Brian O'Neill, executive director of the National Hockey League, is a competent, pleasant person who would make an excellent successor to retiring president Clarence Campbell. But O'Neill also prepares the NHL schedule and what he has done to the Washington Capitals over the next couple of weeks makes one wonder whether he harbors sadistic tendencies.
Beginning tonight with a 7:30 o'clock Capital Centre clash against Boston, the Capitals must cope with a dreadful series of games against the NHL's upper echelon.
For the weekend, Washington has a home-and-home arrangement with the New York Islanders, a team that has swept eight games against the Capitals. Saturday night's meeting is booked at Nassau Coliseum the return engagement at Capital Centre at 1:30 Sunday.
On Jan. 18, the Montreal Canadians visit Capital Centre, trying to pad their 14-0 mark against the Capitals. The following night, Washington visits Buffalo. Then it is on to Montreal for a Jan. 22 contest against the Canadiens. After that struggle, the Capitals will board a charter flight and hurry home for a 1:30 engagement against St. Louis Jan. 23.
If the Capitals entertain any Norris Division playoff hopes after completing that stretch, they will be spawned either by incredible optimism or by a total collapse of the third place Los Angeles Kings.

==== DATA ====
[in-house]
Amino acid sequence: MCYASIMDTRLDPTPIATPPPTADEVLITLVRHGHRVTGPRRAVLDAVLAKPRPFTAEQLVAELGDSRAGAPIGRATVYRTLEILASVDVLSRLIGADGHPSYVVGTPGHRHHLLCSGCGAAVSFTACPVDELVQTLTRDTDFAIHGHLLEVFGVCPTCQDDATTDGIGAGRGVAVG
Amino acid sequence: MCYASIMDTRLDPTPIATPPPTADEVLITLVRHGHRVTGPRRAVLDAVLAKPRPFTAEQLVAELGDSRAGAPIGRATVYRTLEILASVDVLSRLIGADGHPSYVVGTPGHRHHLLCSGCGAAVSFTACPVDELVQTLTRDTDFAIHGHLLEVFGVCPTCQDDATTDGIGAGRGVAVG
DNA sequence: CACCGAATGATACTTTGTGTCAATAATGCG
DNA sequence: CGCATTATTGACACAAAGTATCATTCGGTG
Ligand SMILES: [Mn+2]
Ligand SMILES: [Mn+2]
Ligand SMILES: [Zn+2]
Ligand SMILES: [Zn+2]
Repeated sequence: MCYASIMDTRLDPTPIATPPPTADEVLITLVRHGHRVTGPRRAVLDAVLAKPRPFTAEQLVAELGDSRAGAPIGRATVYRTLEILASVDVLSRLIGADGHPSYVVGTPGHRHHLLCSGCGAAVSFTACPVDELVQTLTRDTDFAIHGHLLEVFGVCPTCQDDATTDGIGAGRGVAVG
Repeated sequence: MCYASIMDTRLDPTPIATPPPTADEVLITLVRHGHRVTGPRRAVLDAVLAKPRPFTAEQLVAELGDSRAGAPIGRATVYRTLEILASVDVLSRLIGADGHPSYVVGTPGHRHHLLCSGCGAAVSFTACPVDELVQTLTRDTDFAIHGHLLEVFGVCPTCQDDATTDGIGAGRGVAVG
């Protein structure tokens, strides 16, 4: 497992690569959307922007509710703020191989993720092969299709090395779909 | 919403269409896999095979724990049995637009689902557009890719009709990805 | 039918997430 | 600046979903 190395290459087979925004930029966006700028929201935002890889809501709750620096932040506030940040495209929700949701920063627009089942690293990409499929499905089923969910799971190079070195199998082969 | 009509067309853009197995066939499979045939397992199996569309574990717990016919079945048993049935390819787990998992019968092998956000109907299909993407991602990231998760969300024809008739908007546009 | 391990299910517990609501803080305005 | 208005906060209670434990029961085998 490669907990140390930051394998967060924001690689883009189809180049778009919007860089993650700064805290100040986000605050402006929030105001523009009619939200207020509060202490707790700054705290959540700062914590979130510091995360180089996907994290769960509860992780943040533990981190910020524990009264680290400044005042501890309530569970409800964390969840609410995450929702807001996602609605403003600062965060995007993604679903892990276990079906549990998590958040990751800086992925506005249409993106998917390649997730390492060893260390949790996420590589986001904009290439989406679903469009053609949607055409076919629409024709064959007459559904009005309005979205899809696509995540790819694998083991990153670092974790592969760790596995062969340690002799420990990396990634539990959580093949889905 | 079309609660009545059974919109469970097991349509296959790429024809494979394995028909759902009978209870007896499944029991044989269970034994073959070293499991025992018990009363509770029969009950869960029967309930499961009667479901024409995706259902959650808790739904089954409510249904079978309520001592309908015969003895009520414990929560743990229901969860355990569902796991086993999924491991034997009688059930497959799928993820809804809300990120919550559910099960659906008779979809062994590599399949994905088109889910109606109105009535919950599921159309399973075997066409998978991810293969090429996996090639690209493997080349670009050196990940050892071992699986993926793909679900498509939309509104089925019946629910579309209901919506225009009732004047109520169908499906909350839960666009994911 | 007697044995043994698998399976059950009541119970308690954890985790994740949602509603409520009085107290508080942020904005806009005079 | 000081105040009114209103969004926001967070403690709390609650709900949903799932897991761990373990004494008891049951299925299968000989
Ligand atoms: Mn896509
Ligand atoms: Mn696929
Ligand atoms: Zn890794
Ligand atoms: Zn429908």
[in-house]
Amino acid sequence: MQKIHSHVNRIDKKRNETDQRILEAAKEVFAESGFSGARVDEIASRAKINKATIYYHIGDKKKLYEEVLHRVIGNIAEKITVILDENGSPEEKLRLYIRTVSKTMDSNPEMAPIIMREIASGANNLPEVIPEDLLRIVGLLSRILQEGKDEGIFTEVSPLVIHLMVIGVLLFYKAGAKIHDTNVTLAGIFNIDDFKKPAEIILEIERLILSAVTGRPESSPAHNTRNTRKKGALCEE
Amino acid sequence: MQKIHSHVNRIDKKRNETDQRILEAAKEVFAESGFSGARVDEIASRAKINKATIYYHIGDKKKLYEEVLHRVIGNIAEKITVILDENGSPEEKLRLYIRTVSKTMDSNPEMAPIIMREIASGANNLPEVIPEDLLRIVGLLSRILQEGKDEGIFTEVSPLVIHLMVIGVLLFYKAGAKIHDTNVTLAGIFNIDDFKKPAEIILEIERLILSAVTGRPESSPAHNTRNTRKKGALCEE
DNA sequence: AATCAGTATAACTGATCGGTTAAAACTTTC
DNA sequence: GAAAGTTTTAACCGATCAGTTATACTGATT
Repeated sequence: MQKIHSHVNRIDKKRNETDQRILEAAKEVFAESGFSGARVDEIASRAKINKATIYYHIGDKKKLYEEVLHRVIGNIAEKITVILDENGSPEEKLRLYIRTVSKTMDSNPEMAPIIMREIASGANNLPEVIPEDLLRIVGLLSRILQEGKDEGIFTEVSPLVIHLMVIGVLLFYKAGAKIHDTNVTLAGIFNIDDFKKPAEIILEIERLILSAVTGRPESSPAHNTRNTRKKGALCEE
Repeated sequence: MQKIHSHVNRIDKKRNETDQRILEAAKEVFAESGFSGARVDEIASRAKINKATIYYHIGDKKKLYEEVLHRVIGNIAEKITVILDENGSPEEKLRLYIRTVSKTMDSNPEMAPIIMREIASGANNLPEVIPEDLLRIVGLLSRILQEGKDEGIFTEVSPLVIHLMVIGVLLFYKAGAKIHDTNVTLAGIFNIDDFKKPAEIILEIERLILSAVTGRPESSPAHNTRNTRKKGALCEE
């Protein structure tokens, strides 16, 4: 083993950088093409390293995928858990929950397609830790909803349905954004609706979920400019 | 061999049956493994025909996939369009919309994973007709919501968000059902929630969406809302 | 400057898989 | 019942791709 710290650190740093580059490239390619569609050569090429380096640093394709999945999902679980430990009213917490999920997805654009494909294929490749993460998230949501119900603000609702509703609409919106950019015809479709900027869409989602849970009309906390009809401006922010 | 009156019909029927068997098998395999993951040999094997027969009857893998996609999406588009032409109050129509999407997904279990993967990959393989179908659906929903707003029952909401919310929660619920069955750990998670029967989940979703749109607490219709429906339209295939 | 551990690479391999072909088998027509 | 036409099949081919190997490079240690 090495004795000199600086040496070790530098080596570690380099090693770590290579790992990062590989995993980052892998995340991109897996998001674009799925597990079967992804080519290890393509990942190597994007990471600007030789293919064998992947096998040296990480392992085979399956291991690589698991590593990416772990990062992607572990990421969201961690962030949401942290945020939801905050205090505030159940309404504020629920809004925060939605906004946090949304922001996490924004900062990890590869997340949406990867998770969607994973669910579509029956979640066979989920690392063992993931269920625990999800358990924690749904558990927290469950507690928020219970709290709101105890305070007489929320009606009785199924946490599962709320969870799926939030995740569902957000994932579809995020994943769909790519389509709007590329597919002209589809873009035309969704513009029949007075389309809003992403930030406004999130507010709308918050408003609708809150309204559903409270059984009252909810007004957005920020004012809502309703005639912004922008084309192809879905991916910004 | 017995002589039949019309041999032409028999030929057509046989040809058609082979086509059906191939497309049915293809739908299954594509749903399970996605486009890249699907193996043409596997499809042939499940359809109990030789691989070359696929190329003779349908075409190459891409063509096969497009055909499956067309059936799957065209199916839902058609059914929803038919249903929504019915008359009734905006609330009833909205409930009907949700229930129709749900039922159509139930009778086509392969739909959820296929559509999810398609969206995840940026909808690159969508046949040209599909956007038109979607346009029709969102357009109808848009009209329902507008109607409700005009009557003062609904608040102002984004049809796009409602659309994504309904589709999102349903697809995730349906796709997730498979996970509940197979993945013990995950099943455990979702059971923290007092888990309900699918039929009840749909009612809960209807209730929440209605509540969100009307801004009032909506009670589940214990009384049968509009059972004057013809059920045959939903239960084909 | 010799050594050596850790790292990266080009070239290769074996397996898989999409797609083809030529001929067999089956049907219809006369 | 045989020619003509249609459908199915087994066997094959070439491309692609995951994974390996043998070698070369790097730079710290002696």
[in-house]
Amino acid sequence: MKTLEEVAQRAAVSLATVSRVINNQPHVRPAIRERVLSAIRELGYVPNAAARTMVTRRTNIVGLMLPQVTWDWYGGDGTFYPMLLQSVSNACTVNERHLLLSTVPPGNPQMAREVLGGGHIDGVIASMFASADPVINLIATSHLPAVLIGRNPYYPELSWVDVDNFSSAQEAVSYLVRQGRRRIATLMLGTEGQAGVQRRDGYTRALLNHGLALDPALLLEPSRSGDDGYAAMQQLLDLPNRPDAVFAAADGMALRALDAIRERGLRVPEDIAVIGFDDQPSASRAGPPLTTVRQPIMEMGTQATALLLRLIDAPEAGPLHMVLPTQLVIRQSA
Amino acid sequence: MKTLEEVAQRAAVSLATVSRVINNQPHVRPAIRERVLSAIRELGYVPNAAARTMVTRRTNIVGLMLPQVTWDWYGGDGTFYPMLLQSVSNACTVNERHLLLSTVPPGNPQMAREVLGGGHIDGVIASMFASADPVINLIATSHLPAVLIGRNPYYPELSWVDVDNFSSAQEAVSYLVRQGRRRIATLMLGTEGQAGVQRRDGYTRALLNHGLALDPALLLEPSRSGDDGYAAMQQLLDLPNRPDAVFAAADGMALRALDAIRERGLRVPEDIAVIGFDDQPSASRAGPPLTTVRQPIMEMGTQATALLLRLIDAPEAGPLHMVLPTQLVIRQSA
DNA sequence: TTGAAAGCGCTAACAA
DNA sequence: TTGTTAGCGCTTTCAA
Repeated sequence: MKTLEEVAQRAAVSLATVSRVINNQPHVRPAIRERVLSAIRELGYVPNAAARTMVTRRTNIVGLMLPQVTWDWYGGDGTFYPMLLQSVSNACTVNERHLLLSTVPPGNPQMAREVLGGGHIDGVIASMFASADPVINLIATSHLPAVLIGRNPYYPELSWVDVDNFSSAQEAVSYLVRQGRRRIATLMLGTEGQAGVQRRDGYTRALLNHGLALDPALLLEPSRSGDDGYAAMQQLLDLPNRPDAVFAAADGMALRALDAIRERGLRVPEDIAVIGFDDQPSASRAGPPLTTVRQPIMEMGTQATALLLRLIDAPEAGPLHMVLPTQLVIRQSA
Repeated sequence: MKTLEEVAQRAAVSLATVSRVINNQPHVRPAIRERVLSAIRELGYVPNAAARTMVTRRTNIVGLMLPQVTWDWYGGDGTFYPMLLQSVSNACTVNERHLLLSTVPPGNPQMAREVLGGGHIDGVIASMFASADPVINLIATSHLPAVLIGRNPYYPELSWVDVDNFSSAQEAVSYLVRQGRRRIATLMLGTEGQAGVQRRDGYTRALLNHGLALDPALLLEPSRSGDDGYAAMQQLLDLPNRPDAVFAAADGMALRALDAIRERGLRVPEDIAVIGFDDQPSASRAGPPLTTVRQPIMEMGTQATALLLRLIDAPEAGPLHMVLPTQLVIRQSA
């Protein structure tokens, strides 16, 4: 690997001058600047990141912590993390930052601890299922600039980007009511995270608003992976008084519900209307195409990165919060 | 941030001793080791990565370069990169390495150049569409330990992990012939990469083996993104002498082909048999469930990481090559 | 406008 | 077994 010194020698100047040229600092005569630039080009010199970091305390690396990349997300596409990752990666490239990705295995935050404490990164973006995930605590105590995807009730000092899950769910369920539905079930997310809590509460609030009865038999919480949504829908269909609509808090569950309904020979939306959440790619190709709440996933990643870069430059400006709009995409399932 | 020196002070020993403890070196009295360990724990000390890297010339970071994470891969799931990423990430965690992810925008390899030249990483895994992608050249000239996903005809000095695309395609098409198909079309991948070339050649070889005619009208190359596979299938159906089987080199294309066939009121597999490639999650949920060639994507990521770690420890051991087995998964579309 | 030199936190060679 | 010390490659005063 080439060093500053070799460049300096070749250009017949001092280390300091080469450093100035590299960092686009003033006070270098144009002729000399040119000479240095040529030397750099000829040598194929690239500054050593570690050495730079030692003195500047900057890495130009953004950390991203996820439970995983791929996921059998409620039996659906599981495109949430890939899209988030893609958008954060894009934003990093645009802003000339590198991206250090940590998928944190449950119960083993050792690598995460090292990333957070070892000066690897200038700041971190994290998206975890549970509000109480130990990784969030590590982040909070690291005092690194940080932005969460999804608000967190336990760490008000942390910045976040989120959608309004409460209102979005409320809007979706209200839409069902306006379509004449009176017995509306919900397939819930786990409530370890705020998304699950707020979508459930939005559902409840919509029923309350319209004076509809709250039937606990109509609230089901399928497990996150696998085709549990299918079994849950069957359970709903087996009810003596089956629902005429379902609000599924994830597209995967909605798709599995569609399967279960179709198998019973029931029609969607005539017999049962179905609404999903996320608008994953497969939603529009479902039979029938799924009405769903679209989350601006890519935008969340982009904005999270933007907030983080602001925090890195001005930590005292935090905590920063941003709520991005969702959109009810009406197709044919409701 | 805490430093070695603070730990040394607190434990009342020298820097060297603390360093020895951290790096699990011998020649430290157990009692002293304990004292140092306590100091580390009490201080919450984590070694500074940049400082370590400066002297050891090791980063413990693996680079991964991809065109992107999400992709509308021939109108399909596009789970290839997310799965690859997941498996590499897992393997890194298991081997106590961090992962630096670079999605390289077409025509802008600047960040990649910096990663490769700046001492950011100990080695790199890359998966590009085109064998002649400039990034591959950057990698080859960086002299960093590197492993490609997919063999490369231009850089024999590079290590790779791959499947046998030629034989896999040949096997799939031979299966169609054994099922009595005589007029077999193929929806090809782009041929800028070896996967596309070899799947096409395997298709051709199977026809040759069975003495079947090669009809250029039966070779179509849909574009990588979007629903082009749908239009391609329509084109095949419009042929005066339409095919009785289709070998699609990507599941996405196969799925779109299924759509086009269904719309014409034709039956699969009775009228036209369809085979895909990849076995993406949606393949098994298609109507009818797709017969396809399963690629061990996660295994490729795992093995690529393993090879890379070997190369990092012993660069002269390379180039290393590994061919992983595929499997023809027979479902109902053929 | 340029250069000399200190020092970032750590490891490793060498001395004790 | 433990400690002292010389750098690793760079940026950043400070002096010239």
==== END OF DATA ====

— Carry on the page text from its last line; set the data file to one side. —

Boston, the immediate problem, is engaged in a duel with Buffalo for the Adams Division lead. A victory tonight would lift the Bruins with one point of the first-place Sabres, so they are unlikely to be holding anything back.
The Capitals earned a 5-5 tie in the last meeting, Dec. 5 at Boston. That was Washington's third standoff in 13 games against the Bruins, who have won the other 10.
Tonight marks another of those confusing contests for the McNab family. Max McNab, general manager of the Capitals, is the father of Peter McNab, the center whose 27 goals are high among the Bruins.
The Capitals' leading scorer is center Guy Charron, who entered last night's game in Detroit with 23 goals and 21 assists. Charron had scored only two goals in his last 10 games, as opposing teams have concentrated on stopping the line of Charron, Ace Bailey and Hartland Monahan.
Monahan's goal in the 7-2 loss at Montreal on Saturday was his first in nine games. Bailey has not turned on a red light since Dec. 23.
The Montreal disaster eliminated the Capital's last two plus players as Bill Collins and Bill Riley dipped into the minus column. Victimized the most was defense man Rick Green, who was on the ice for five Montreal goals and slump edto minus 14. Four players shared the lowest depth in the minus column at 15 - Jack Lynch. Ron lalonde, Gerry Meehan and Doug Patey.
The Capitals' power play continued to suffer, despite extensive work that included a 10-minute discussion among coach Tom McVie and the five regulars at a recent practice. In their only extra-man situation at Montreal, the Capitals were beaten for their 12th shorthanded goal, by defense man Pierre Bouchard. In its last nine games, Washington had managed only one power-play goal.